7. Work and leisure are intertwined
When you are on your own, you really don’t separate work with leisure. When I was vacationing in Kyoto, I was working on presentations for upcoming events at nights in the hotel. That doesn’t mean that I am “working” all the time (Ok, most of the time). It just forces me to be present at what I do. When I am having fun, I make an effort not to think about work and vice versa.
When my to-do list runs long, I have to tell myself: “I am not a doctor. Nothing I do is life-and-death so that I need to make a decision right away.”
Although, if you have the last minute or urgent RFP or RFQ, then you just do when you need to do to get it done.
8. You need to prioritize your time
I didn’t truly understand the meaning of “time is money” until I become independent. I need to consciously prioritize my time and determine how to spend my time so that I focus on maximizing the value of my time and converting that into future potential revenue. Sometimes I have to scale back on nice-to-do activities and focus on the must-dos. The best way to differentiate nice-to-have vs. must-to-have comes from the next lesson.
9. Write a business plan and revise as you go
Writing a business plan and vision of where you want to be in one year and five years from now is essential. The truth is that I don’t know what I want to do when I grow up.
Writing things down forces me to articulate my thoughts.
In the past one year, my business plan has changed several times as I gather more information by talking to different people and evaluating my own strengths and skills. The business vision is the same, but the objective, strategy, product offerings; even target audiences have been modified as I walk the path.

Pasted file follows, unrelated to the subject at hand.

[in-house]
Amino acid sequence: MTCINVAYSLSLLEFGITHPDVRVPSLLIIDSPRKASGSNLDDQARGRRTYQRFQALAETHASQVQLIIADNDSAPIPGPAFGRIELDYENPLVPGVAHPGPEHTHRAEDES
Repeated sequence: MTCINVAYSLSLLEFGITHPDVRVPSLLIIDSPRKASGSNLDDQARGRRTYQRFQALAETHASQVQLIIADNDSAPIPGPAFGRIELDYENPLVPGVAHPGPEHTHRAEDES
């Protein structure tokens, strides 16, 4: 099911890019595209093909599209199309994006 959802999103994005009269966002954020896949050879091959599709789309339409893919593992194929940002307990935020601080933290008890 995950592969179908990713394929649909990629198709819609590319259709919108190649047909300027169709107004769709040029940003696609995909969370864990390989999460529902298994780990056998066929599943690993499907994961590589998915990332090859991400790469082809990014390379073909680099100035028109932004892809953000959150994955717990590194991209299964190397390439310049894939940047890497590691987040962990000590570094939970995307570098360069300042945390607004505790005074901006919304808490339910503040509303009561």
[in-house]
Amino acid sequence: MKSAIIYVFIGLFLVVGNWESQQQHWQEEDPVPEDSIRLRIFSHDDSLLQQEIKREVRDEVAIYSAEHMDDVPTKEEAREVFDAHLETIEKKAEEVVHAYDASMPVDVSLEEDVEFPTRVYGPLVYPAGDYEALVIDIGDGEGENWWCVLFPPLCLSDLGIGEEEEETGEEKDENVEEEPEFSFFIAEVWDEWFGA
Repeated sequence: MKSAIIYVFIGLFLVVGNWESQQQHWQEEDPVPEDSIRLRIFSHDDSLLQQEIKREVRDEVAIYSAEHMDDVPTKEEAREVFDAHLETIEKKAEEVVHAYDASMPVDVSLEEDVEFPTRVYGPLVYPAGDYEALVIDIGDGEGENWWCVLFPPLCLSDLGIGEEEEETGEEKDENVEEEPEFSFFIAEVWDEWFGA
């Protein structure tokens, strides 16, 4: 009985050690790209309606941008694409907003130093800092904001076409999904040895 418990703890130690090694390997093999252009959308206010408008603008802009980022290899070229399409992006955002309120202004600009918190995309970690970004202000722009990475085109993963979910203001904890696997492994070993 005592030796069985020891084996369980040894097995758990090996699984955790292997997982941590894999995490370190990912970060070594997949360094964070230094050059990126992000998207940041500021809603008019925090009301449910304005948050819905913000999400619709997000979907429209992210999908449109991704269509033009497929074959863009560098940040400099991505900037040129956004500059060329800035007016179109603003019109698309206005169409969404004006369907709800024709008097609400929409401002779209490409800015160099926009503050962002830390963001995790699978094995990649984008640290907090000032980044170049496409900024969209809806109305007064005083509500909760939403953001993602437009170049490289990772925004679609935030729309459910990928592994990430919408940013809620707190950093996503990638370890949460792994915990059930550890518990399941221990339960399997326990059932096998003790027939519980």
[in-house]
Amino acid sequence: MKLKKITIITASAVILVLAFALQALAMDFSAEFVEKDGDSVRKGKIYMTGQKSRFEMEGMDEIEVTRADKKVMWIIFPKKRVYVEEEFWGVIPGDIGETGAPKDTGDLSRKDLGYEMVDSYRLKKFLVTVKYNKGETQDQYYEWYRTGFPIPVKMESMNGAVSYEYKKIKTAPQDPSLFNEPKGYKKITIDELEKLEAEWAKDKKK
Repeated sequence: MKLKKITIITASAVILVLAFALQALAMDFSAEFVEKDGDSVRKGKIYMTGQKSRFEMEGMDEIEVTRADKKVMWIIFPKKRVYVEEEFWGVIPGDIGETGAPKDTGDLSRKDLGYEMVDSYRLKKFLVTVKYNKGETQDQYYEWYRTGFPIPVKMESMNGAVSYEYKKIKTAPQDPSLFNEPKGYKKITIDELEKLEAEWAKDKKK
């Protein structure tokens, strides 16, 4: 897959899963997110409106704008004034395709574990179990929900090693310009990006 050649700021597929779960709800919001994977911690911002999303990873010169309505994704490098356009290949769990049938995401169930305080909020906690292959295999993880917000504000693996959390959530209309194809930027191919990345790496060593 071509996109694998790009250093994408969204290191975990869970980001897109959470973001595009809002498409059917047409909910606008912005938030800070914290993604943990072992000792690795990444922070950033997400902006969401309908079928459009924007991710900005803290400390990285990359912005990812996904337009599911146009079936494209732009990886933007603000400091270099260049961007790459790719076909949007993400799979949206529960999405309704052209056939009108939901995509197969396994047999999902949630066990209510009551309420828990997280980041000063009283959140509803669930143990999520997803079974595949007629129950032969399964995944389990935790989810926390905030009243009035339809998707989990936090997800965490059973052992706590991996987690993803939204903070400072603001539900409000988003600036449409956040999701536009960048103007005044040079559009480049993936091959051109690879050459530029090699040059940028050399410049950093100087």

10. Trial-and-error and more trial-and-error
When my strategy changes, my tactics change. At the same time, I am trying out new tools (new project management tools, new accounting software, new syndication tools, and various measurement tools), new promotional tactics, and even new measurements and metrics. One independent consultant told me that I need to set up a CRM tool. I took that to heart. I made an effort to select a Saas-based CRM tool, Nimble, to track leads and deals. That’s how I created my 50 person list.
I signed up for various SaaS tools for small businesses and ended up abandoning a lot of them. Evernote, Dropbox, and Gmail are essential. I make sure that I have a marketing automation tool (MailChimp), content search (Buzzsumo), content syndication (Hootsuite), CRM (Nimble) and lead-gen extension tools such as vCita and SumoMe. I also use cloud-based accounting software, Xero, which allows me to create invoices and track receipts on-the-go. Podio, project management and collaboration tool, is also great! You will need various productive tools to make you productive. Don’t skimp on tools! Invest in tools that work for you.
11. Track your finances
With income being reduced substantially, I make sure that I stay on top of my personal and professional finances. When I worked in the corporate world, I would take a taxi from the airport to the hotel. Now I am on my own, I take Super Shuttle or Public Transportation. I pack my own snacks and am cognizant of how much money I spend when I am on the road. I applied for a line of credit with my bank in case I need to tap into additional funds. I try not to borrow money unless it’s absolutely necessary. I am also aware that you need to invest in order to grow.
“The best way to minimize stress is to proactively manage your finances.”
“Mom, can I have your car on 6/16?” After extensive texting, he finally looked at me. “Sure, I am in Boston that week. You can have my car for three days.” I said. “Cool, that’s awesome.” He cheered! That’s another lesson I learned in the past year. Both sons got their drivers’ licenses. Suddenly, I need to “learn” to share my car. My lesson on that: “Buy them a used car…” (…eventually. I haven’t actually gotten to that yet. Need to prioritize, after all.) More lessons to learn and the saga continues.